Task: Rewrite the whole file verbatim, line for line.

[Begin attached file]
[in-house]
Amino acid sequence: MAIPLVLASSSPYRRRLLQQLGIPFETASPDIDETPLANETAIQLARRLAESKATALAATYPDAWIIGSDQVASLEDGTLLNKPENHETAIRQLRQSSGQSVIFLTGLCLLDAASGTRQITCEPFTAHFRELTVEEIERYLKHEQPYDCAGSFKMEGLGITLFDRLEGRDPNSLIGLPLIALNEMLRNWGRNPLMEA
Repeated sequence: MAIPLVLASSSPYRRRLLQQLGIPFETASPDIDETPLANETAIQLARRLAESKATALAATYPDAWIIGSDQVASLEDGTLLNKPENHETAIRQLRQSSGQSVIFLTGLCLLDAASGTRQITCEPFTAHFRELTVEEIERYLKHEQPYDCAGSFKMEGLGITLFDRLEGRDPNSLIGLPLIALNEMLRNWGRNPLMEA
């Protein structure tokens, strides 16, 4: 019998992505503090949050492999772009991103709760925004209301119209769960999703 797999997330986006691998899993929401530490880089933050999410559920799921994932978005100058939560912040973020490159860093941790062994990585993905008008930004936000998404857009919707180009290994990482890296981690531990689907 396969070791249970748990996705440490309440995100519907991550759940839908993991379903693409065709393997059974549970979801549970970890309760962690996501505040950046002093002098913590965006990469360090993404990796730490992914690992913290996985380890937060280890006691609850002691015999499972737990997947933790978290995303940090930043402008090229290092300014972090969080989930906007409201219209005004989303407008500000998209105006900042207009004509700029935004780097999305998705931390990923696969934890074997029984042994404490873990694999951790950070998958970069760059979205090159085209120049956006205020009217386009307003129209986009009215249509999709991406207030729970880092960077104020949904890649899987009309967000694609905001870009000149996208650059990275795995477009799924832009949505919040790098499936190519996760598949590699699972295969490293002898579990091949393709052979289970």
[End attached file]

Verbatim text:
[in-house]
Amino acid sequence: MAIPLVLASSSPYRRRLLQQLGIPFETASPDIDETPLANETAIQLARRLAESKATALAATYPDAWIIGSDQVASLEDGTLLNKPENHETAIRQLRQSSGQSVIFLTGLCLLDAASGTRQITCEPFTAHFRELTVEEIERYLKHEQPYDCAGSFKMEGLGITLFDRLEGRDPNSLIGLPLIALNEMLRNWGRNPLMEA
Repeated sequence: MAIPLVLASSSPYRRRLLQQLGIPFETASPDIDETPLANETAIQLARRLAESKATALAATYPDAWIIGSDQVASLEDGTLLNKPENHETAIRQLRQSSGQSVIFLTGLCLLDAASGTRQITCEPFTAHFRELTVEEIERYLKHEQPYDCAGSFKMEGLGITLFDRLEGRDPNSLIGLPLIALNEMLRNWGRNPLMEA
């Protein structure tokens, strides 16, 4: 019998992505503090949050492999772009991103709760925004209301119209769960999703 797999997330986006691998899993929401530490880089933050999410559920799921994932978005100058939560912040973020490159860093941790062994990585993905008008930004936000998404857009919707180009290994990482890296981690531990689907 396969070791249970748990996705440490309440995100519907991550759940839908993991379903693409065709393997059974549970979801549970970890309760962690996501505040950046002093002098913590965006990469360090993404990796730490992914690992913290996985380890937060280890006691609850002691015999499972737990997947933790978290995303940090930043402008090229290092300014972090969080989930906007409201219209005004989303407008500000998209105006900042207009004509700029935004780097999305998705931390990923696969934890074997029984042994404490873990694999951790950070998958970069760059979205090159085209120049956006205020009217386009307003129209986009009215249509999709991406207030729970880092960077104020949904890649899987009309967000694609905001870009000149996208650059990275795995477009799924832009949505919040790098499936190519996760598949590699699972295969490293002898579990091949393709052979289970």